World

Mahathir: High-speed rail 'postponed' not scrapped

Mahathir says there is need for the rail link but Malaysia 'cannot afford it' now

The high-speed rail (HSR) link between Kuala Lumpur and Singapore has been "postponed", not scrapped, Malaysian Prime Minister Mahathir Mohamad said in Japan on Monday.

Dr Mahathir, on his first trip abroad since his Pakatan Harapan coalition won the general election last month, told the Nikkei Asian Review that the HSR had to be temporarily shelved because of high costs.

He reiterated in a press briefing for Malaysian media yesterday that his new administration needs to study the multi-billion dollar rail project.

"In a way, it is postponed. At this moment, we need to re-study and, if we are short of funds, we can delay the implementation of the project or reduce the scope of the project," he said in Tokyo.

His comments come less than two weeks after Malaysia announced that it was axing the RM72 billion (S$24 billion) HSR project as it moved into austerity mode and sought to slash its RM1 trillion federal debt.

Dr Mahathir had said then that the HSR and other mega projects signed off by the previous administration would be revisited once Malaysia's finances improved.

In his interview with Nikkei, Dr Mahathir acknowledged the need for the high-speed rail but said Malaysia "cannot afford it at this moment".

"We cannot say we will never have high-speed rail in Malaysia," he told the Japanese publication.

The HSR deal was signed by Malaysia and Singapore in December 2016, with the 350km link scheduled to begin services in December 2026.

It would cut travel time between Singapore and Kuala Lumpur to 90 minutes, from four hours by car currently.

The line was to have eight stations, with one in Singapore's Jurong East.

Singapore's Transport Minister Khaw Boon Wan, in a statement on June 1, said Singapore has "requested the Malaysian government through diplomatic channels to clarify Malaysia's position on the project".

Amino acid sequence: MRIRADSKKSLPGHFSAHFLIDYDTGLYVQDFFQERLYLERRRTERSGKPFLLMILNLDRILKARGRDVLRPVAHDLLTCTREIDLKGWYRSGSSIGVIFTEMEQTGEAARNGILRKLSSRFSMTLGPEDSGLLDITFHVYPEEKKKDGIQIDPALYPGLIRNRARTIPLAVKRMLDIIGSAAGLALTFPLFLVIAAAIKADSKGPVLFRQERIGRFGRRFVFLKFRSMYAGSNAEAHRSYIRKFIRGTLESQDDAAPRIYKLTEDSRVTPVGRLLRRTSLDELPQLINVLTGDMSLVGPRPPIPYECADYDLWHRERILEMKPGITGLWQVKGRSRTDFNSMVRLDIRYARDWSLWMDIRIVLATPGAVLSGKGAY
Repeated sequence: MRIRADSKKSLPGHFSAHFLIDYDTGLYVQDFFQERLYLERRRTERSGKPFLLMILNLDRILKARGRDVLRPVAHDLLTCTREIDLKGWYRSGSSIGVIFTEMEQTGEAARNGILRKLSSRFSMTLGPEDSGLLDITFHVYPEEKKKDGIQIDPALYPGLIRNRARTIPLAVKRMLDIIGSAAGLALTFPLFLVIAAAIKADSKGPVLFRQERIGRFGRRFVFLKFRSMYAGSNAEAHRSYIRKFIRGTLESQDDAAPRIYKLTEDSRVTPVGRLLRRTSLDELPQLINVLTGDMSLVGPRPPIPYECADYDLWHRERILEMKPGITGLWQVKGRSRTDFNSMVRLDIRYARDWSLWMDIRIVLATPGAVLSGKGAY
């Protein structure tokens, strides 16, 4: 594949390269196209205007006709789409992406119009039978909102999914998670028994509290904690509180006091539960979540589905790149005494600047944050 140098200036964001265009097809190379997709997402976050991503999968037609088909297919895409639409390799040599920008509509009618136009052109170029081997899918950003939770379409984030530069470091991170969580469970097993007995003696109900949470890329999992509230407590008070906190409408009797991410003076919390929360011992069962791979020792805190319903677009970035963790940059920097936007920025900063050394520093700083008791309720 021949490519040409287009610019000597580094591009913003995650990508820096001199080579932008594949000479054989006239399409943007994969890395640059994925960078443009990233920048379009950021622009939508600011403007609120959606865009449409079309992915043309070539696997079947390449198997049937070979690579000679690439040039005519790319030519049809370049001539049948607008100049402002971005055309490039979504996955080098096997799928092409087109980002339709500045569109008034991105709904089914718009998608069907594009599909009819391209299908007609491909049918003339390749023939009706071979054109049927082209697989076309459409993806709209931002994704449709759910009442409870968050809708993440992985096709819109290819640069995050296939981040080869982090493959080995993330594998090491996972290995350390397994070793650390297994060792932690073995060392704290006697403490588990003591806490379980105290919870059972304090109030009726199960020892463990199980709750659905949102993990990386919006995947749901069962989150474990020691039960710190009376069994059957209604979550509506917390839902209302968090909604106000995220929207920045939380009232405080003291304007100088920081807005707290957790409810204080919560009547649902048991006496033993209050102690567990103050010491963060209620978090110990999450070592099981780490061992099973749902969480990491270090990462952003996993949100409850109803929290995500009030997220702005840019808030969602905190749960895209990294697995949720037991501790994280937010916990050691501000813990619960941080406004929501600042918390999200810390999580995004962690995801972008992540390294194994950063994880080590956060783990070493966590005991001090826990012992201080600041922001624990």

Mr Khaw said should Malaysia cancel the project, Singapore will study the implications and exercise its rights - including any right to compensation for expenses - in accordance with the terms of a bilateral agreement signed in 2016.

COMPENSATION

Malaysia had earlier indicated there was a RM500 million compensation payment to be made if the deal was cancelled.

Mr Khaw, who is also Coordinating Minister for Infrastructure, added: "Singapore continues to support the HSR project and to fulfil all its obligations under the agreement."

Malaysia has said Dr Mahathir will personally handle negotiations with Singapore and it was not completely shutting the door on the rail link.

Dr Mahathir met Japanese Prime Minister Shinzo Abe yesterday, and said Malaysia had sought yen credit from the Japanese government as part of measures to resolve its debt problem.

Japan has agreed to study Malaysia's request for the soft loan, but the amount was not discussed, said Dr Mahathir.

Malaysia and Japan also agreed to keep the Strait of Malacca and the South China Sea free for navigation for all countries.

"Japan is willing to cooperate with any country to support this concept with Malaysia," Mr Abe said at a joint press conference with Dr Mahathir.

"I am resolved to further strengthening cooperation conducive for regional peace and stability, including in the maritime safety area."

After the event, Mr Abe presented Dr Mahathir with a Japan World Cup team jersey printed with Dr Mahathir's name and the No. 7 as he is the seventh prime minister of Malaysia.

Dr Mahathir presented Mr Abe with a book on himself, and said it would enable Mr Abe to know him better.

WORLD